For their outstanding research on psychological responses to trauma, sustainability and recycling, and nanomaterials for medical applications, three UNSW scientists have been honoured with election as Fellows of the Australian Academy of Science.
Scientia Professor Richard Bryant of the School of Psychology, Scientia Professor Veena Sahajwalla of the School of Materials Science and Engineering, and Scientia Professor Martina Stenzel of the School of Chemistry are among 21 researchers announced today as members of the Academy for their major contributions to Australian science.
Australian Academy of Science President, Professor Andrew Holmes, congratulated the new Fellows for making significant and lasting impacts in their scientific disciplines.
“These scientists were elected by their Academy peers, following a rigorous evaluation process,” Professor Holmes said.
“From 23 Founding Fellows in 1954, the election this year of our new Fellows brings our total number of living Fellows to 568. They join a prestigious group – six Nobel Prize winners and luminaries including Sir Mark Oliphant, Professor Nancy Millis, Sir Douglas Mawson, Professor Frank Fenner and Sir David Attenborough.”
The new UNSW Fellows are:
Scientia Professor Richard Bryant is the world-leading authority in early psychological responses to trauma. He has identified the core biological and psychological factors that occur immediately after trauma and that influence the long-term trajectories of mental health.
His diagnostic and treatment protocols have been translated into over 15 languages, and are the gold standard protocols used in most countries following traumatic events.
Bryant is the most published and cited clinical psychologist in Australia and he consults widely with international agencies on mental health. He and wrote the major texts on early psychological response to trauma that have set the international research agenda in this field.
Scientia Professor Veena Sahajwalla is an internationally recognised materials scientist, engineer and innovator who is revolutionising recycling science. She is renowned for pioneering the high temperature transformation of waste in the production of a new generation of ‘green materials’.
As Director of the Sustainable Materials Research and Technology Centre (SMaRT@UNSW), she has built a world-class research hub.
Sahajwalla leads a highly innovative research program that fosters innovation and promotes collaboration with industry to ensure that scientific advances in sustainable materials and processes are readily translated into commercially-viable environmental solutions.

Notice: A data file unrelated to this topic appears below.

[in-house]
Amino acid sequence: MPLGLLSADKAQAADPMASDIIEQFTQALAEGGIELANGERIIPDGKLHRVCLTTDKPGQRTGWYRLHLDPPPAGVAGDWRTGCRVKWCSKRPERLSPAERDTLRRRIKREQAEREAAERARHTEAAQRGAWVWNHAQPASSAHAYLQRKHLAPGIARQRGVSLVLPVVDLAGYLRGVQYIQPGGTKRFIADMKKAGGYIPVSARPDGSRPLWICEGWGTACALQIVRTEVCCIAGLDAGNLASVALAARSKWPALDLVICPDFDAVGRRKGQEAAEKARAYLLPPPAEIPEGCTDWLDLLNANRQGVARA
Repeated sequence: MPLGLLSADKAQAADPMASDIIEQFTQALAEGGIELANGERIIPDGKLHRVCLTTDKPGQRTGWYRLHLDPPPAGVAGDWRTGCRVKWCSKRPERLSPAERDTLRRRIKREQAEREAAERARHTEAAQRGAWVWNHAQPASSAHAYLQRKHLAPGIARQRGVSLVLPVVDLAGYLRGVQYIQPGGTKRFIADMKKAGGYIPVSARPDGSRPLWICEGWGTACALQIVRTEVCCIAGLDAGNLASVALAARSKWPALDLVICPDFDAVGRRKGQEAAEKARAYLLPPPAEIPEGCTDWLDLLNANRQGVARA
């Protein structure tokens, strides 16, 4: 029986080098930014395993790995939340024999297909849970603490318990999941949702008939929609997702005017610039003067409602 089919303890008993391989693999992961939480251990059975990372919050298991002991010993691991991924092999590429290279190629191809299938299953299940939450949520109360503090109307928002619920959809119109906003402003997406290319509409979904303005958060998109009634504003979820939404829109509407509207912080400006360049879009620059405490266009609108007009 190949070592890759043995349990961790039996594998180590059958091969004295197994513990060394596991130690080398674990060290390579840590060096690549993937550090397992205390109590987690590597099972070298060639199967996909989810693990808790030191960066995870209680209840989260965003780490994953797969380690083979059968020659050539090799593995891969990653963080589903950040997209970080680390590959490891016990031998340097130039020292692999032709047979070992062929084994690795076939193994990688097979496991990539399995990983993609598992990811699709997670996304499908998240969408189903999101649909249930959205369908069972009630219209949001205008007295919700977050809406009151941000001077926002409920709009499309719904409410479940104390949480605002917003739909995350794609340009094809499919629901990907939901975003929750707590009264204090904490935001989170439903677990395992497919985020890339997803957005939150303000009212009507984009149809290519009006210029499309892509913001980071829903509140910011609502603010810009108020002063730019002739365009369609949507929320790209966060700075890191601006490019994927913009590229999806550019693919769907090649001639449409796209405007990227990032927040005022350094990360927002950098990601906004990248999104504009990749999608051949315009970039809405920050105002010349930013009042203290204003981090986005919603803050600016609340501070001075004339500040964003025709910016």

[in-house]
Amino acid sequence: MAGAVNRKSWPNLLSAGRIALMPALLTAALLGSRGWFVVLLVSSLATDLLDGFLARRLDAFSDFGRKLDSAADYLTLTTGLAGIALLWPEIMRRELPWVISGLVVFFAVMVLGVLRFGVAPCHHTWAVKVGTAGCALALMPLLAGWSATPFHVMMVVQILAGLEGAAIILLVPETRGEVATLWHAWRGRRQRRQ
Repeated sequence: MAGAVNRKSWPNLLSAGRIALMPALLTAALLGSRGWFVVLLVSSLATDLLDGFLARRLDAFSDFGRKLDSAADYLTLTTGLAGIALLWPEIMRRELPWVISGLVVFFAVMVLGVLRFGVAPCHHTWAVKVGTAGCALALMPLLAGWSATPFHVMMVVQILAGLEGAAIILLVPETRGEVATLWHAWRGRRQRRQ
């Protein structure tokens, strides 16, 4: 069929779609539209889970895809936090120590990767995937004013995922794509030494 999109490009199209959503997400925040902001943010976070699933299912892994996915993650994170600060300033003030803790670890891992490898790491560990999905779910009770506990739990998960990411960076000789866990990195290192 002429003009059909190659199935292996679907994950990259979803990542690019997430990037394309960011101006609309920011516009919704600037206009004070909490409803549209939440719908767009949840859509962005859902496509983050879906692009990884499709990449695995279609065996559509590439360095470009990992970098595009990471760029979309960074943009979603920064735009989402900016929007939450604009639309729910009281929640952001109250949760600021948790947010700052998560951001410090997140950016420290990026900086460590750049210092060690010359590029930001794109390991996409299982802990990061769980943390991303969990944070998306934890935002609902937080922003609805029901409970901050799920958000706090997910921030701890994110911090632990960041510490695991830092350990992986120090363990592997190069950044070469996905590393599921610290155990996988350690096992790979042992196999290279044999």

She recently launched the world's first e-waste microfactory, which has the potential to reduce the vast amount of electronic waste heading into landfill.
Scientia Professor Martina Stenzel is a world-leading researcher in polymer chemistry and its applications.
She has invented and developed chemical techniques for the synthesis of new and complex polymer architectures and nanomaterials.
Stenzel’s research features both the fundamental chemistry and the applications of these new materials. With an emphasis on biomaterials possessing therapeutic abilities, Stenzel has demonstrated the efficacies of her innovative and smart drug-delivery materials, particularly against cancer.
Also elected as a Fellow is University of Melbourne scientist Professor Lloyd Hollenberg, who is Deputy Director of the ARC Centre of Excellence for Quantum Computation and Communication Technology, CQC2T, based at UNSW.
New Fellows will be admitted into the Academy during a formal ceremony in Canberra today, and will present their work and achievements tomorrow, as part of the three-day-long annual Science at the Shine Dome event.
Today's Science at the Shine Dome Symposium - Predict, Respond, Recover: science and natural disasters - will include two UNSW speakers: Dr Sarah Perkins Kirkpatrick, of the UNSW Climate Change Research Centre, and Associate Professor Jason Sharples, of UNSW Canberra.
On Thursday, researchers who were awarded Academy medals last year for their achievements in a range of scientific fields will be presented with their awards. UNSW has five recipients of these honours: Associate Professor Tracy Ainsworth, Dr Zdravko Botev, Dr Alex Sen Gupta and Dr Irina Voineagu of UNSW Science, and Professor Anushka Patel, of UNSW Medicine and The George Institute for Global Health.
To watch videos about their work see the UNSW newsrooom